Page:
As a student, you must do these things if you want to become a psychologist, but they will not land you a job in the business world. To enter that field, you will need to be able to demonstrate that you are interested in and know something about business—maybe by taking some courses in the college of business and, almost certainly, by gaining some work experience in the business world, preferably in the area of business in which you would like to work. So, you need to be looking for sales experience, or taking an assistant manager job, or doing an internship or co-op in a human resources department. These are the kinds of things most businesses are looking for. They won’t care much about your GRE scores or your research experience.
You can see that these activities are quite different from those that are required for graduate school in psychology—and they are also quite different from the things you will need to do to enter another helping profession. Requirements for these careers actually vary considerably from one profession to the next. Consider some examples:
Now, let’s revisit the answer to the question: What can I do with a major in psychology? You can, indeed, establish a career in a wide variety of interesting and meaningful fields, but they all require different kinds of preparation. Therefore, you need to decide what direction you want to go so you can begin to prepare for it. If you don’t make this decision, if you just take your psychology courses and complete your degree requirements, you will likely find that when you graduate, your degree will not be much help in finding a career.
Of course, the earlier you make this decision, the more time you will have to complete the necessary preparation, but there is a catch: You have to make the decision that is right for you! If you make a bad decision, you will likely waste a lot of time doing things that are not really necessary and not doing the things that are necessary to get you where you really want to be. So, you want to be sure that you make an informed decision. To do this, you will first need to spend considerable time and energy exploring the various career possibilities and also exploring yourself; that is, getting in touch with your own interests and values and skills so that you can see how they match up with the various careers you are considering. It is this process of exploration that you must take seriously and not put off. You will need to seek out people and other resources that can enhance your knowledge and help you sort out the information that seems contradictory and confusing to you. It is important to keep an open mind as you do this; don’t rule anything out until you have given it a fair consideration. And, don’t rush into making a decision until you have the information you need. But get started right away!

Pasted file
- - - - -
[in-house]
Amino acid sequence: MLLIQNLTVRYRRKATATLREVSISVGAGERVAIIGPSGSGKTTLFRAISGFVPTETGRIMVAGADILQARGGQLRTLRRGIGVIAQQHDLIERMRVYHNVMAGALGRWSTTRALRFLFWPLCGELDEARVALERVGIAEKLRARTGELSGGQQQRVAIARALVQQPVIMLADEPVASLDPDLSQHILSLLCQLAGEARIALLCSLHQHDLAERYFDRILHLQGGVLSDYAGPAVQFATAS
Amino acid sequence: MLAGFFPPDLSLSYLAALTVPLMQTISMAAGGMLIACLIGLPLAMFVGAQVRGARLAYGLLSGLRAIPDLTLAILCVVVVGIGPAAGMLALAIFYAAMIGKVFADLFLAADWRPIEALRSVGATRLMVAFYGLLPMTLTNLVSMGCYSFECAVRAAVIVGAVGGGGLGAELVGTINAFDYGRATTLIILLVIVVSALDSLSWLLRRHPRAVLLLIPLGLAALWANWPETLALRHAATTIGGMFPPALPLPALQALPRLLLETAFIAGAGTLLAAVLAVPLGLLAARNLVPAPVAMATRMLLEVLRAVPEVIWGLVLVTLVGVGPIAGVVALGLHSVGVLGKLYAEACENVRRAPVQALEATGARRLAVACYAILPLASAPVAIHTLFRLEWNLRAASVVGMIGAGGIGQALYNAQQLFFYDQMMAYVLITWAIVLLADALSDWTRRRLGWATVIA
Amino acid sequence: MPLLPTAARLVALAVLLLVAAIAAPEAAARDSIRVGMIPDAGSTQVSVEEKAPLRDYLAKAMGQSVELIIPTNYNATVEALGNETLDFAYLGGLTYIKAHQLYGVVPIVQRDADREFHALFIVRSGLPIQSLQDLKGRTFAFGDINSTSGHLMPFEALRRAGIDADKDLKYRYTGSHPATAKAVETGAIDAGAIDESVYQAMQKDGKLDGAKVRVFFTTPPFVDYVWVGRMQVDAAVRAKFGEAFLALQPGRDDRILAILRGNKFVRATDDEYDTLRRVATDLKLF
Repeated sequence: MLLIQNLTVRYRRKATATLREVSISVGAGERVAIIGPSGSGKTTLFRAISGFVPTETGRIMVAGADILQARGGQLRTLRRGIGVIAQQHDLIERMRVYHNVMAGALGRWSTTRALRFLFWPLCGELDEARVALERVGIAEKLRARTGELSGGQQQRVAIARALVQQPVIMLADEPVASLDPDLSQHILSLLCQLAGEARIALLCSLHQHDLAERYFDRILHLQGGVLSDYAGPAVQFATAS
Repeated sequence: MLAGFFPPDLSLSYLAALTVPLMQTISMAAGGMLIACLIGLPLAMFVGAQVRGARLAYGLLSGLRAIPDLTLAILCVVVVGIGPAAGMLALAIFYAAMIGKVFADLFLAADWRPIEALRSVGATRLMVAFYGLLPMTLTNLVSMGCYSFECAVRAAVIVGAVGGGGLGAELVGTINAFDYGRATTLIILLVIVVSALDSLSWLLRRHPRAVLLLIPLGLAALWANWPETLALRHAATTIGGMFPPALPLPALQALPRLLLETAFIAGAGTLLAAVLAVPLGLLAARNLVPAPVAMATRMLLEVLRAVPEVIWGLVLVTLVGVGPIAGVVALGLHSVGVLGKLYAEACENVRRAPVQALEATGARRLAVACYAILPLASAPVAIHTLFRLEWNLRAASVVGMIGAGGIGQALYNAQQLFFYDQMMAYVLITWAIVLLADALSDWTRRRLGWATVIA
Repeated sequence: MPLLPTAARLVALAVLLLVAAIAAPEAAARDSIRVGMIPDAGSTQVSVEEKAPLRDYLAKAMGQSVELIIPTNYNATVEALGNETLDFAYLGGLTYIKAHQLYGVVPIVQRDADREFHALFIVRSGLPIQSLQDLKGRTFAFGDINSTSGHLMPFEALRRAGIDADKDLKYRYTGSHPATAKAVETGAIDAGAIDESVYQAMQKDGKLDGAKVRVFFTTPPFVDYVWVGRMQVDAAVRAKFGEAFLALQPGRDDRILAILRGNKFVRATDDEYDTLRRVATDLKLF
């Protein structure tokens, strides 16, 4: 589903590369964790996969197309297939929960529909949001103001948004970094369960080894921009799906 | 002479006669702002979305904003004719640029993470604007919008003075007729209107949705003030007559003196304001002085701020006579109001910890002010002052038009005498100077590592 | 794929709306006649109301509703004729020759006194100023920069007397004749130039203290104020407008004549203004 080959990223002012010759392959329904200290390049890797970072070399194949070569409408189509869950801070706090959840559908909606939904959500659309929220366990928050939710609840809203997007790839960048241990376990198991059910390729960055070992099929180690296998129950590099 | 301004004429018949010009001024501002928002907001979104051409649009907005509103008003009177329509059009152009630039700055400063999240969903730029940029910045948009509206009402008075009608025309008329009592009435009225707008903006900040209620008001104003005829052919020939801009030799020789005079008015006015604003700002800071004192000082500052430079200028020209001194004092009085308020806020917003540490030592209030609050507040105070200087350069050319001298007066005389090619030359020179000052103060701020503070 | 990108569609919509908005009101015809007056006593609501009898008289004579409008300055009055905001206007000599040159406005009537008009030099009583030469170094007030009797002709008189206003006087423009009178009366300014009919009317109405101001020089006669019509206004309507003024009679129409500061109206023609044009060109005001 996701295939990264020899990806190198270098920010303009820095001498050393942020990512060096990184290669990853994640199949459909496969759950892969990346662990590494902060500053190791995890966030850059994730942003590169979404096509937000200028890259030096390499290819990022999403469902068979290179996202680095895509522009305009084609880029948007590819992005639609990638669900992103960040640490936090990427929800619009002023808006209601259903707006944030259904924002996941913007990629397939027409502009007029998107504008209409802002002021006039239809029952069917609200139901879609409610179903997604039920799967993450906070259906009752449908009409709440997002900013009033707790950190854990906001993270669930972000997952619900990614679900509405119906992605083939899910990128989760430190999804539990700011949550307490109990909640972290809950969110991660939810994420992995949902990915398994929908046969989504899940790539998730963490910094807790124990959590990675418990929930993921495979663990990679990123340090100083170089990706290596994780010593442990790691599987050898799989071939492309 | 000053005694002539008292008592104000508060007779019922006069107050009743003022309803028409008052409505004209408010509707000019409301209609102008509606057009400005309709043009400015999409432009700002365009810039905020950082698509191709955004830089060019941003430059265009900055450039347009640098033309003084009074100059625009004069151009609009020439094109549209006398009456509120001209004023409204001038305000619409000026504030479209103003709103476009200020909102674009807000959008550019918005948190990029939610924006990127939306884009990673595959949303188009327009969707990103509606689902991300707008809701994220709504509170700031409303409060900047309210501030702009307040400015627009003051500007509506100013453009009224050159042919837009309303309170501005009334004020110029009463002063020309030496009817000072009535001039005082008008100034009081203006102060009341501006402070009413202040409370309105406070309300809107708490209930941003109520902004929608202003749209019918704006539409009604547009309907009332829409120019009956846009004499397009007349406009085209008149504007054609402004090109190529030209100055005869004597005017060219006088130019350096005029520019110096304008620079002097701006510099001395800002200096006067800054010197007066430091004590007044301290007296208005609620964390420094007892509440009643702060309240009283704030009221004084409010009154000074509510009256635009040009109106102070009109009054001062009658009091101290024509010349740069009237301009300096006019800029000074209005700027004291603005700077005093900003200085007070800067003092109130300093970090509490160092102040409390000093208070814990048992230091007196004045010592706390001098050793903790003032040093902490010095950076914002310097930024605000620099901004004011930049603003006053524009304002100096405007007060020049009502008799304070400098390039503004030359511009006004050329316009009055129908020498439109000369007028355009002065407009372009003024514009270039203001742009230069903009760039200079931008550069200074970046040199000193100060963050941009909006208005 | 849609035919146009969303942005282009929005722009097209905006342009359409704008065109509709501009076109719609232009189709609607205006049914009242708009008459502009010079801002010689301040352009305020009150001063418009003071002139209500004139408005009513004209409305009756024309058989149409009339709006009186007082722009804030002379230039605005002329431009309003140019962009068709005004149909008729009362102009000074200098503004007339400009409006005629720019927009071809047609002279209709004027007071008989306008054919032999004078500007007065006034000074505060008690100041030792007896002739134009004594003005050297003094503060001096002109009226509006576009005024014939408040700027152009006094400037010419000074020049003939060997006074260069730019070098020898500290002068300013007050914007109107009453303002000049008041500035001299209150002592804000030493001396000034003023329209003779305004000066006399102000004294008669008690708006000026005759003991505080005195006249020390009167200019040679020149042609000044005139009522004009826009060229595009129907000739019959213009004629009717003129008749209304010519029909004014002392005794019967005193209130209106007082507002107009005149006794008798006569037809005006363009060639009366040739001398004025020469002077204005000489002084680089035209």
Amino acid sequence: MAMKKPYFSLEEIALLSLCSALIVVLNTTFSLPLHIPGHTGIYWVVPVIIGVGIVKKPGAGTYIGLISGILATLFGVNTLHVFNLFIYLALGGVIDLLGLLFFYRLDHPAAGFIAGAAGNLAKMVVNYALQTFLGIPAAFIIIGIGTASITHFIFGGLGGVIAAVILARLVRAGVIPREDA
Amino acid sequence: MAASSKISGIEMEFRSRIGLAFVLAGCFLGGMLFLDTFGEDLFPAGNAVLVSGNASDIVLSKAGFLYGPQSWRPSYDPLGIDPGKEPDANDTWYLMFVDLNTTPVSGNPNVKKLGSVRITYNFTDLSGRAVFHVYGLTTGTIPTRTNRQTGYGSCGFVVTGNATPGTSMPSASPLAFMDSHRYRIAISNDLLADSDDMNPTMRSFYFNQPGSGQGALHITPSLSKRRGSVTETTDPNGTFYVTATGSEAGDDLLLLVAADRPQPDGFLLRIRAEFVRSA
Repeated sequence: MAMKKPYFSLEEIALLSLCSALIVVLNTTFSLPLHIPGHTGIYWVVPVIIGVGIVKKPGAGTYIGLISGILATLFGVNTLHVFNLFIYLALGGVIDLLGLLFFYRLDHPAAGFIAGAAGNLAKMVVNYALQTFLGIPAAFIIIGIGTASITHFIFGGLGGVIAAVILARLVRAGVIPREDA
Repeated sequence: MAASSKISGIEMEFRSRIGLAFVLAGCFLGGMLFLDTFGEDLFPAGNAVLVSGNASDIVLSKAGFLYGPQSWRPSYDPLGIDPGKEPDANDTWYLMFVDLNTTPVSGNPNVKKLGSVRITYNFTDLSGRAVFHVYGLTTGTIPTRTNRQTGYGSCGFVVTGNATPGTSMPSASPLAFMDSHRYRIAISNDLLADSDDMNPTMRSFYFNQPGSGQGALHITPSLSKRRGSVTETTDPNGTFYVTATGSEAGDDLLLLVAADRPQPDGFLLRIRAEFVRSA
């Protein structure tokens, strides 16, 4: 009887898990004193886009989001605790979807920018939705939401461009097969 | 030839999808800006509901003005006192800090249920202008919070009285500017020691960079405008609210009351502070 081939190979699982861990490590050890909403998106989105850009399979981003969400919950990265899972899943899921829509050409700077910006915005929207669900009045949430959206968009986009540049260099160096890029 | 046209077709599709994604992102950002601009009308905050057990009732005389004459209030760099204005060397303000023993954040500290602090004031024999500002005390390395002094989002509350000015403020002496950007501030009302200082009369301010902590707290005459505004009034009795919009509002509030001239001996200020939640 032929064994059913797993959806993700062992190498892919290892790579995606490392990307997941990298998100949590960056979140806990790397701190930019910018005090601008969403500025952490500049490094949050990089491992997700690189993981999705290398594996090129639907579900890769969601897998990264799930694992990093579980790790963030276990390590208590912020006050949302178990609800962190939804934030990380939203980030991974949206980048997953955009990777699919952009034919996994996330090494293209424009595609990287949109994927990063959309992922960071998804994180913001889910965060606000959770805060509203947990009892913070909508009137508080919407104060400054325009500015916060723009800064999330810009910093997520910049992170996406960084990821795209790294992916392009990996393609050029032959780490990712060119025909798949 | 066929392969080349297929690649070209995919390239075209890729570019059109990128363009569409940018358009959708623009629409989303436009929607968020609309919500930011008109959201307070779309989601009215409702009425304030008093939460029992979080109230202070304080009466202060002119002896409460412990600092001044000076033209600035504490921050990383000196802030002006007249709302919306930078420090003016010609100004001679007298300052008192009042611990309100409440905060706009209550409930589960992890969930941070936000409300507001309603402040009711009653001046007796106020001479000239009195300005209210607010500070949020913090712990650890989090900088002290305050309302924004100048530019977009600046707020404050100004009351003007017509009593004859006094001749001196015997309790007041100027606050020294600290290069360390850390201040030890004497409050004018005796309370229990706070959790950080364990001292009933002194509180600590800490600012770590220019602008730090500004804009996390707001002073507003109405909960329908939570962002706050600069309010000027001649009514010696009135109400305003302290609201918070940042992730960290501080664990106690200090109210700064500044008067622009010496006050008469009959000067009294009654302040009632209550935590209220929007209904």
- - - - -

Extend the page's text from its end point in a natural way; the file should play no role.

Now, how about the second question?
There are several interesting papers describing the skills that psychology majors acquire. For example, Appleby (2000) describes five groups of skills that prospective employers look for, and Slattery and Forden (2014) identify “10 skills that any employer will appreciate.” I want to focus on three types of skills that I consider especially valuable:
First, a psychology major is part of a “liberal arts” degree (as opposed to a “technical” degree like accounting or engineering or computer programming). Liberal arts degrees require a concentrated area of knowledge (i.e., a major), and also a broad array of coursework that focuses on developing certain important skills. Basically, liberal arts degrees are designed to help you develop the capacity to read and write and speak and think. Unfortunately, it is often possible to “skate through” college and get a degree without really developing these skills. You can do this by avoiding courses that require a lot of reading or a lot of writing, and those that require oral presentations or demand that you think critically about material instead of just memorizing it for the tests. If, instead, you recognize that these skills are important, and you choose a curriculum that that requires you to develop the ability to acquire knowledge by comprehending what you read and what you hear, to express yourself clearly and persuasively, both orally and in writing, and to think logically and creatively when considering various issues or problems, then you will have a set of skills are valued by employers in any professional career.